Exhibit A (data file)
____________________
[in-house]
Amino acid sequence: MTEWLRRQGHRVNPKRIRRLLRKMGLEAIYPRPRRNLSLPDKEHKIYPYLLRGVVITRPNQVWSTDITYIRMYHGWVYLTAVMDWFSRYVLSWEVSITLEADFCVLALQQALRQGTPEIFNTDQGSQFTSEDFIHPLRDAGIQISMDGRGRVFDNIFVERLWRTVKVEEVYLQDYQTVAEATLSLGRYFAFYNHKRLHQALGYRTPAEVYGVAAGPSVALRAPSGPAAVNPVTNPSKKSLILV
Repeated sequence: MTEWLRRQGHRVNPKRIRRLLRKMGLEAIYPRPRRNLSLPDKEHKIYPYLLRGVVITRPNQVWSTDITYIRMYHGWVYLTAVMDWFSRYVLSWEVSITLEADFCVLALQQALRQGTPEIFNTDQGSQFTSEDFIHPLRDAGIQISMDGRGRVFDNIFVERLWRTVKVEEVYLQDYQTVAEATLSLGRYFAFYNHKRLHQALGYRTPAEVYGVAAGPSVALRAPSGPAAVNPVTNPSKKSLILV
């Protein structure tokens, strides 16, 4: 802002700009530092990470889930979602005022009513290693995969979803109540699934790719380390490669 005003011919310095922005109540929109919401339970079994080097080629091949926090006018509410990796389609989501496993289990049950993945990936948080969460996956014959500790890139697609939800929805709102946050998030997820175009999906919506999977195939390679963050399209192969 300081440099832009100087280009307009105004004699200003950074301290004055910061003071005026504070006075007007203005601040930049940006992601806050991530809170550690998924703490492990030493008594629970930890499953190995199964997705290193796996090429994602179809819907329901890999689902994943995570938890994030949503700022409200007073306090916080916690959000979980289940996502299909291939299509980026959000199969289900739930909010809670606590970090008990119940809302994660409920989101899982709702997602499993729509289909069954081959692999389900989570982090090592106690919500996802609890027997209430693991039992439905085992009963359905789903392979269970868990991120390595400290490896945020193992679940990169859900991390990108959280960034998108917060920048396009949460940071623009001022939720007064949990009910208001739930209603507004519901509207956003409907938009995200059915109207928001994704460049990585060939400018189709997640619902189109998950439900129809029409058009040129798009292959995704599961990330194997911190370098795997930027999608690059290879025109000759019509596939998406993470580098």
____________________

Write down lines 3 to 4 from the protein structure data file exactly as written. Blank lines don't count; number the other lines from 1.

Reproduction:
Repeated sequence: MTEWLRRQGHRVNPKRIRRLLRKMGLEAIYPRPRRNLSLPDKEHKIYPYLLRGVVITRPNQVWSTDITYIRMYHGWVYLTAVMDWFSRYVLSWEVSITLEADFCVLALQQALRQGTPEIFNTDQGSQFTSEDFIHPLRDAGIQISMDGRGRVFDNIFVERLWRTVKVEEVYLQDYQTVAEATLSLGRYFAFYNHKRLHQALGYRTPAEVYGVAAGPSVALRAPSGPAAVNPVTNPSKKSLILV
């Protein structure tokens, strides 16, 4: 802002700009530092990470889930979602005022009513290693995969979803109540699934790719380390490669 005003011919310095922005109540929109919401339970079994080097080629091949926090006018509410990796389609989501496993289990049950993945990936948080969460996956014959500790890139697609939800929805709102946050998030997820175009999906919506999977195939390679963050399209192969 300081440099832009100087280009307009105004004699200003950074301290004055910061003071005026504070006075007007203005601040930049940006992601806050991530809170550690998924703490492990030493008594629970930890499953190995199964997705290193796996090429994602179809819907329901890999689902994943995570938890994030949503700022409200007073306090916080916690959000979980289940996502299909291939299509980026959000199969289900739930909010809670606590970090008990119940809302994660409920989101899982709702997602499993729509289909069954081959692999389900989570982090090592106690919500996802609890027997209430693991039992439905085992009963359905789903392979269970868990991120390595400290490896945020193992679940990169859900991390990108959280960034998108917060920048396009949460940071623009001022939720007064949990009910208001739930209603507004519901509207956003409907938009995200059915109207928001994704460049990585060939400018189709997640619902189109998950439900129809029409058009040129798009292959995704599961990330194997911190370098795997930027999608690059290879025109000759019509596939998406993470580098």